Iron and the heart
The deposition of iron in cardiac tissue is arguably the most harmful manifestation of transfusional iron overload, particularly in patients with beta-thalassemia.1 Liver iron and ferritin correlate only weakly with cardiac iron deposition,2 and it is also notable that in some patients, cardiac dysfunction secondary to iron overload occurs in patients who would otherwise be deemed low risk on the basis of their serum ferritin and liver iron concentration levels.2
While direct measurement of liver iron can be undertaken using a liver biopsy, it is unusual to take such an action on the heart due to the risk of complications. Echocardiography is widespread, accessible and inexpensive and used routinely in functional assessment and monitoring of patients with iron overload.3 However echocardiography has been shown to not correlate strongly with cardiac iron.4
Instead, MR-based techniques may be applied to better characterize and quantify the extent of iron deposition in the heart – so-called cardiac siderosis.
Cardiac Magnetic Resonance (CMR)
T2* CMR is used for the assessment of cardiac iron. The technique is now validated after demonstrating correlation with cardiac iron concentration measurement on postmortem cardiac biopsies.5
Indicative CMR T2* values for iron overload states6
|T2* > 20 ms|
Indicative of some deposition
|T2* 10 – 20 ms|
Deposition sufficient to risk cardiac decompensation
|T2* < 10 ms|
CMR can rapidly assess iron content in the heart with the potential to measure heart function. In patients with transfusion-dependent thalassemia, cardiac MRI values <20 milliseconds (ms) are indicative of declining left ventricular ejection fraction1 and associated with arrhythmias while values <10 ms are associated with overt heart failure and mortality.7,8
Considering the slow deposition of iron in the heart compared to the liver, guidelines recommend assessment not before the age of 10 years or younger if the patient is compliant,9 especially in view of recent evidence on myocardial iron overload in patients as young as 6 years of age.10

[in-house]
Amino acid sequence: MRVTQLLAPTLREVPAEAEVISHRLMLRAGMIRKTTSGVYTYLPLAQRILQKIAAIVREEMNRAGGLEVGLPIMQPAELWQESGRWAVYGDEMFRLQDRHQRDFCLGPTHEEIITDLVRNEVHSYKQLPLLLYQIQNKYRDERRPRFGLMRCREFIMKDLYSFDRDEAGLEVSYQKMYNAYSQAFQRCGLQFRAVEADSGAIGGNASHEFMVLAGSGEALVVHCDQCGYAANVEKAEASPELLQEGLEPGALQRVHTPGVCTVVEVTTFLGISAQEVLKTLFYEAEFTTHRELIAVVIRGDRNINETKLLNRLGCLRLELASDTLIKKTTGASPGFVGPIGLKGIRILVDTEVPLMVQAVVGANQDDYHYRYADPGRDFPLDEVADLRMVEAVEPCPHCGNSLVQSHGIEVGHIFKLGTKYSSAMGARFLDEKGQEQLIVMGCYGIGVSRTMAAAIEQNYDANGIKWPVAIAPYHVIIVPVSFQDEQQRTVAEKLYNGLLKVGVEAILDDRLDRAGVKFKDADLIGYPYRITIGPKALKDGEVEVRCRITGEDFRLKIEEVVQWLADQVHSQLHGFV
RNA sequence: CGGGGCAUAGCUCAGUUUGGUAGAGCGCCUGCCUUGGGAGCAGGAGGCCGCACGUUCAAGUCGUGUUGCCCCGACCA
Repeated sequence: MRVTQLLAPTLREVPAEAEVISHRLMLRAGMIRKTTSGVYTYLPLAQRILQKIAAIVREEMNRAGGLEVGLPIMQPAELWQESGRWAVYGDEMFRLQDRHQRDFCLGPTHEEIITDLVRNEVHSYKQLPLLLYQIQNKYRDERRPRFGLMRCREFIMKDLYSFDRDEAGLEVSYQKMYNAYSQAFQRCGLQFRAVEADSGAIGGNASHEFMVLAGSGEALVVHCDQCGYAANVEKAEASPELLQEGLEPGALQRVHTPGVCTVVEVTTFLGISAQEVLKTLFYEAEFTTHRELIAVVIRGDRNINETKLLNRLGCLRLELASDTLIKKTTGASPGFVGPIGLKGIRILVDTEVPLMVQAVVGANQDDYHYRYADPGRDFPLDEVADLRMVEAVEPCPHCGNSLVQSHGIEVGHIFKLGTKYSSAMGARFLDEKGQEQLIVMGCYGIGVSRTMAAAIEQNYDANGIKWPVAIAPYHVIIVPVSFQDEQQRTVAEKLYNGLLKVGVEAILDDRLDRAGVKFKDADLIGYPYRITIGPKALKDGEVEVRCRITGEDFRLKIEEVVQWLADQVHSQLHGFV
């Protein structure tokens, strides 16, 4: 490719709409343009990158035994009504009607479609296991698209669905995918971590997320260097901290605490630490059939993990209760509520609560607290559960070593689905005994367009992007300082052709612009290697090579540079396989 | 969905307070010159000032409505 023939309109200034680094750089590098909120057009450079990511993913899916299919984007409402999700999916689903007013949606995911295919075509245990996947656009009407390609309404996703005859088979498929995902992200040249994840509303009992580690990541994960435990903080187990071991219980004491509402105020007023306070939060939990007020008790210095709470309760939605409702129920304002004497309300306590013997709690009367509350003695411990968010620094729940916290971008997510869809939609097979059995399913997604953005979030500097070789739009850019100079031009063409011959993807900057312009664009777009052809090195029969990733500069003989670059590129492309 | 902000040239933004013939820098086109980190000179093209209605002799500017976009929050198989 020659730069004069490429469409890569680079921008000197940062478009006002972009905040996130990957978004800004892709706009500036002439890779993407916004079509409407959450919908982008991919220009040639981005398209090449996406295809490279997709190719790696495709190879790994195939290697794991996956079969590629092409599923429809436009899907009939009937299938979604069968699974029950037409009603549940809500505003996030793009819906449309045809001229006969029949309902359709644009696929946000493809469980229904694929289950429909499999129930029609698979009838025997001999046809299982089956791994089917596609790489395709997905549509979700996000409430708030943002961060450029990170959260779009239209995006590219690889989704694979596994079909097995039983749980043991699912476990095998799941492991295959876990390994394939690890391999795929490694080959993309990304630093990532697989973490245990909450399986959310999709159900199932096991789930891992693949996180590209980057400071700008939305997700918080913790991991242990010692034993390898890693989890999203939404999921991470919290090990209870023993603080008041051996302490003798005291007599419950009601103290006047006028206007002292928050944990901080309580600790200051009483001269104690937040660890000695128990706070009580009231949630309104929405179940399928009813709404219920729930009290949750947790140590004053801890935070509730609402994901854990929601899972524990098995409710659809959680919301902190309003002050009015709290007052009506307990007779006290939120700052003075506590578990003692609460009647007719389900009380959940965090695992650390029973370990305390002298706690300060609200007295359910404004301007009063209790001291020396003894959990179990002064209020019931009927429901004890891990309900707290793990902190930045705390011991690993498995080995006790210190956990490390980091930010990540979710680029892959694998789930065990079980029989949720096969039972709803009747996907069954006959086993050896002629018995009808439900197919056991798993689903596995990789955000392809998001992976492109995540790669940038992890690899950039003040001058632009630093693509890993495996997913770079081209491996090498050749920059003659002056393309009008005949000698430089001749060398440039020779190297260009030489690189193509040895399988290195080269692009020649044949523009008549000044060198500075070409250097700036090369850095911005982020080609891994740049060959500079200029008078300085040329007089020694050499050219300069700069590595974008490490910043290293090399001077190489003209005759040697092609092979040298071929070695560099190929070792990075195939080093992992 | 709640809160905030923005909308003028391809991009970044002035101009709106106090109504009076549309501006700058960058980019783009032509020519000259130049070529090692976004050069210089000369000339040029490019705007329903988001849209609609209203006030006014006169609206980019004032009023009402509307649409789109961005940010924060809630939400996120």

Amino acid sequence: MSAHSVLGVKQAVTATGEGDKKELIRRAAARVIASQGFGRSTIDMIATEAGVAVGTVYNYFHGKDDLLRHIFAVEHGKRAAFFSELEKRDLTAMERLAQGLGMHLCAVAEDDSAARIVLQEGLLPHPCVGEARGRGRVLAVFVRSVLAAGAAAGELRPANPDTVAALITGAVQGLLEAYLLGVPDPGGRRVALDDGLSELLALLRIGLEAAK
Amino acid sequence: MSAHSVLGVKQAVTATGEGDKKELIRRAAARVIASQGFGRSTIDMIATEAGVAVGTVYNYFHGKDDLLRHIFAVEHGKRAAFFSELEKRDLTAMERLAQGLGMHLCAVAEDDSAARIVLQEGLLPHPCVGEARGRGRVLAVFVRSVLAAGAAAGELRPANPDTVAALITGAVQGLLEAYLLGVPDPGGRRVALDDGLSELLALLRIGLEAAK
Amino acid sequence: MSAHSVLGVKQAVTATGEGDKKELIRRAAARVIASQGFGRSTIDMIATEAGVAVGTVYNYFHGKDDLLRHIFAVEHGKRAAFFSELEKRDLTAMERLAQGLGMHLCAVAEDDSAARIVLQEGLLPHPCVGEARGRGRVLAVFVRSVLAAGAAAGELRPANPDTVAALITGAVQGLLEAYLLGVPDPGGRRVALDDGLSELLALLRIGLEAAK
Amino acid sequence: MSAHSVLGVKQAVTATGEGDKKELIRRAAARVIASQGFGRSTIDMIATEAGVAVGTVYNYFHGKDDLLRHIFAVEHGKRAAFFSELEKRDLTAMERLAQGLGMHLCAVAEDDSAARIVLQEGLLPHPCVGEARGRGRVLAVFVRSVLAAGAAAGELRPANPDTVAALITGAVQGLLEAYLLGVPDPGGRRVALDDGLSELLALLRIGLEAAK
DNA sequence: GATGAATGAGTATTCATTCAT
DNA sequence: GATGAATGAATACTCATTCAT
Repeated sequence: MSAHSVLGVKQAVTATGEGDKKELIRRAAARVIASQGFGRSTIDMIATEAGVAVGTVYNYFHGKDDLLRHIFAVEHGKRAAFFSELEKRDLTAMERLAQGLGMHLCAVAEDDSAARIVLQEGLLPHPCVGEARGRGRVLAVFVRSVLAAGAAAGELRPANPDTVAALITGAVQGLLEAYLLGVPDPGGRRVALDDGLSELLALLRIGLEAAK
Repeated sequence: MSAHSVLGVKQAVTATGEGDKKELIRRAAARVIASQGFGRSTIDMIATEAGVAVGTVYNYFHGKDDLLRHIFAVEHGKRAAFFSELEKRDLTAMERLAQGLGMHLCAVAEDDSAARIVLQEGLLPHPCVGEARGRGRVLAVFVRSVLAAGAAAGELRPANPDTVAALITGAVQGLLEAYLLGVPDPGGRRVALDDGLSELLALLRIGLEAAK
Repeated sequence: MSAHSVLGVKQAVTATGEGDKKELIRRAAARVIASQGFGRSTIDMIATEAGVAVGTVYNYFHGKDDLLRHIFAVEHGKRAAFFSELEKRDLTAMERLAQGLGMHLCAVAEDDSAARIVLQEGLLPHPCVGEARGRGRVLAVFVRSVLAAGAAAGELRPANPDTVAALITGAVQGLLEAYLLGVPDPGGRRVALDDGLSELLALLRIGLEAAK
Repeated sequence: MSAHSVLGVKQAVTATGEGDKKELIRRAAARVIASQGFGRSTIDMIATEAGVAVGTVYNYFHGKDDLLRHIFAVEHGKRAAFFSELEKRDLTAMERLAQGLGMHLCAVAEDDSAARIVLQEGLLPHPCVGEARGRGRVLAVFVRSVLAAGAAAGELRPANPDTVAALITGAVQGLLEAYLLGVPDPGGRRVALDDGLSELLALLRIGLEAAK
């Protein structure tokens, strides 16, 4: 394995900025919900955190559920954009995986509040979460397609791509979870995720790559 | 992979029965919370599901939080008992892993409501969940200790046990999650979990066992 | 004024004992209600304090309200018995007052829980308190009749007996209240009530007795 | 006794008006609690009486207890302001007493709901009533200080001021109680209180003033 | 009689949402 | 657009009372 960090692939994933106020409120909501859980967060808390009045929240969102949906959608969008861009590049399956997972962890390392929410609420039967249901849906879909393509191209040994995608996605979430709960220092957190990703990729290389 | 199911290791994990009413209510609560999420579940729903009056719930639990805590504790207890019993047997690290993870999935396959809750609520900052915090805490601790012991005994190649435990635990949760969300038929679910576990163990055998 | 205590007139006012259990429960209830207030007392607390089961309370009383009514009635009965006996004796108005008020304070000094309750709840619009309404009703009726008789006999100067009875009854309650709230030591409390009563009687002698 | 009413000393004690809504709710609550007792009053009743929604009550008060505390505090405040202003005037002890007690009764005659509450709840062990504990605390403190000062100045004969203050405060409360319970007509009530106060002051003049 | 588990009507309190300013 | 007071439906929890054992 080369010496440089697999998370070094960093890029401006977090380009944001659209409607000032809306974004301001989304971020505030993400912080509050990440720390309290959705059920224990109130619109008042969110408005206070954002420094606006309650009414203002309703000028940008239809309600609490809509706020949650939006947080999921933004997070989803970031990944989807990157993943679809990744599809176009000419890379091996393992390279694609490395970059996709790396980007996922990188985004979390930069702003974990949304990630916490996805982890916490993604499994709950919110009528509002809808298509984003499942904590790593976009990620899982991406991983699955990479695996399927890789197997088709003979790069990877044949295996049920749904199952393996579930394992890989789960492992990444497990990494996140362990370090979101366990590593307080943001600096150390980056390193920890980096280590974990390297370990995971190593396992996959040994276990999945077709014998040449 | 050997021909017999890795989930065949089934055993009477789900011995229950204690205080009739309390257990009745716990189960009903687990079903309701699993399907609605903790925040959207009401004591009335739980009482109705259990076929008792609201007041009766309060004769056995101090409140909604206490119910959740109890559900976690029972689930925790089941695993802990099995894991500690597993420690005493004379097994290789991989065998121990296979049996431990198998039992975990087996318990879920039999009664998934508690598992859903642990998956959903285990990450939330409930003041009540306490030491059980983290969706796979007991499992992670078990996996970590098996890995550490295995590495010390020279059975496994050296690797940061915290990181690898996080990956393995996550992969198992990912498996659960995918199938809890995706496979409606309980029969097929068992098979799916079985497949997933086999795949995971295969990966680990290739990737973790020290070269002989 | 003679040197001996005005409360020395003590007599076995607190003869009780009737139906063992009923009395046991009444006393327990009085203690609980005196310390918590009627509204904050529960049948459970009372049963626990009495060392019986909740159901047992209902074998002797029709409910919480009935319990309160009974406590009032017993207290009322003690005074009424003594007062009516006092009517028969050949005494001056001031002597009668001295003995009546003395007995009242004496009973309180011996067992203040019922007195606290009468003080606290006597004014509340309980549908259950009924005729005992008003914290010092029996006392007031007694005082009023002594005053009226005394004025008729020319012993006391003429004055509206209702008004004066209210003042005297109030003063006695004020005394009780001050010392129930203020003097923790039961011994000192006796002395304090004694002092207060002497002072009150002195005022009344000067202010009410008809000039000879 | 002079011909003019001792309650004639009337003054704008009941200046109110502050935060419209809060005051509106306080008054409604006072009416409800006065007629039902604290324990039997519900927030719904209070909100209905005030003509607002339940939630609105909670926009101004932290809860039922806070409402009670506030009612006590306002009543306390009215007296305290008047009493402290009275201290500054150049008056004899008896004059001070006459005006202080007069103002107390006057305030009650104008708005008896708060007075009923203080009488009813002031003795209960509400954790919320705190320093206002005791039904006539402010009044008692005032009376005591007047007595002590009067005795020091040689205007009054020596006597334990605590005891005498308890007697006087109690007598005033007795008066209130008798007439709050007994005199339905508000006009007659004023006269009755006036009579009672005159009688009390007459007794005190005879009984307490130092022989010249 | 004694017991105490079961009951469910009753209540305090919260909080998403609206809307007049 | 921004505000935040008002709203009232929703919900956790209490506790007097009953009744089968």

Next: Bone Marrow Examination
- Anderson L. Cardiovascular T2-star (T2*) magnetic resonance for the early diagnosis of myocardial iron overload. European Heart Journal. 2001;22(23):2171-2179.
- Tanner MA, Galanello R, Dessi C, et al. Combined chelation therapy in thalassemia major for the treatment of severe myocardial siderosis with left ventricular dysfunction. J Cardiovasc Magn Reson. 2008;10:12.
- Kremastinos DT, Farmakis D. Iron overload cardiomyopathy in clinical practice. Circulation. 2011;124(20):2253-2263.
- Leonardi B, Margossian R, Colan SD, et al. Relationship of magnetic resonance imaging estimation of myocardial iron to left ventricular systolic and diastolic function in thalassemia. JACC Cardiovasc Imaging. 2008;1(5):572-578.
- Carpenter JP, He T, Kirk P, et al. On T2* magnetic resonance and cardiac iron. Circulation. 2011;123(14):1519-1528.
- Wood JC. Magnetic resonance imaging measurement of iron overload. Curr Opin Hematol. 2007;14(3):183-190.
- Kirk P, Roughton M, Porter JB, et al. Cardiac T2* magnetic resonance for prediction of cardiac complications in thalassemia major. Circulation. 2009;120(20):1961-1968.
- Carpenter JP, Roughton M, Pennell DJ, et al. International survey of T2* cardiovascular magnetic resonance in beta- thalassemia major. Haematologica. 2013;98(9):1368-1374.
- Cappellini MD, Cohen A, Porter J, et al. Guidelines for the management of transfusion dependent thalassemia (TDT). 3rd Ed. Nicosia, Cyprus: Thalassemia International Federation; 2014.
- Yang G, Liu R, Peng P, et al. How early can myocardial iron overload occur in beta thalassemia major? PLoS One. 2014;9(1):e85379.